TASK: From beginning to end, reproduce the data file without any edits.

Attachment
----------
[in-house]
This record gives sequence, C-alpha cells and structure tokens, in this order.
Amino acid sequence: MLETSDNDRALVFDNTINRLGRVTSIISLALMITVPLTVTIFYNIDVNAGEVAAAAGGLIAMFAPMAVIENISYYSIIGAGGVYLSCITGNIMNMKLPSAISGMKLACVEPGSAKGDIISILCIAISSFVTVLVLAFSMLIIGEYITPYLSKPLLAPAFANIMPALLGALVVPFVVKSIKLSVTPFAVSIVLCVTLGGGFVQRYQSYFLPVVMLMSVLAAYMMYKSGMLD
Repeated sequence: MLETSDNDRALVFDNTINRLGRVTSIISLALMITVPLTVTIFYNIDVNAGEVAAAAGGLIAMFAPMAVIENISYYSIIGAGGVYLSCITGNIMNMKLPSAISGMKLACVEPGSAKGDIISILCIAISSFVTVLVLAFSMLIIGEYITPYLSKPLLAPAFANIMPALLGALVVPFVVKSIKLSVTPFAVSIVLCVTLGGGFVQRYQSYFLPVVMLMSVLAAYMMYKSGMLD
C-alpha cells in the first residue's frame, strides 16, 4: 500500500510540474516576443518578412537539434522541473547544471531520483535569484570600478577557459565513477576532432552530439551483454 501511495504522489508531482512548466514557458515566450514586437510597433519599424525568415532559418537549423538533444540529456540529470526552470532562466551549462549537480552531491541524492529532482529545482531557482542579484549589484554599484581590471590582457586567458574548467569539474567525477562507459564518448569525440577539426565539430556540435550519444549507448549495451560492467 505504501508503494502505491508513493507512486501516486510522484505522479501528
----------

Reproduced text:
[in-house]
This record gives sequence, C-alpha cells and structure tokens, in this order.
Amino acid sequence: MLETSDNDRALVFDNTINRLGRVTSIISLALMITVPLTVTIFYNIDVNAGEVAAAAGGLIAMFAPMAVIENISYYSIIGAGGVYLSCITGNIMNMKLPSAISGMKLACVEPGSAKGDIISILCIAISSFVTVLVLAFSMLIIGEYITPYLSKPLLAPAFANIMPALLGALVVPFVVKSIKLSVTPFAVSIVLCVTLGGGFVQRYQSYFLPVVMLMSVLAAYMMYKSGMLD
Repeated sequence: MLETSDNDRALVFDNTINRLGRVTSIISLALMITVPLTVTIFYNIDVNAGEVAAAAGGLIAMFAPMAVIENISYYSIIGAGGVYLSCITGNIMNMKLPSAISGMKLACVEPGSAKGDIISILCIAISSFVTVLVLAFSMLIIGEYITPYLSKPLLAPAFANIMPALLGALVVPFVVKSIKLSVTPFAVSIVLCVTLGGGFVQRYQSYFLPVVMLMSVLAAYMMYKSGMLD
C-alpha cells in the first residue's frame, strides 16, 4: 500500500510540474516576443518578412537539434522541473547544471531520483535569484570600478577557459565513477576532432552530439551483454 501511495504522489508531482512548466514557458515566450514586437510597433519599424525568415532559418537549423538533444540529456540529470526552470532562466551549462549537480552531491541524492529532482529545482531557482542579484549589484554599484581590471590582457586567458574548467569539474567525477562507459564518448569525440577539426565539430556540435550519444549507448549495451560492467 505504501508503494502505491508513493507512486501516486510522484505522479501528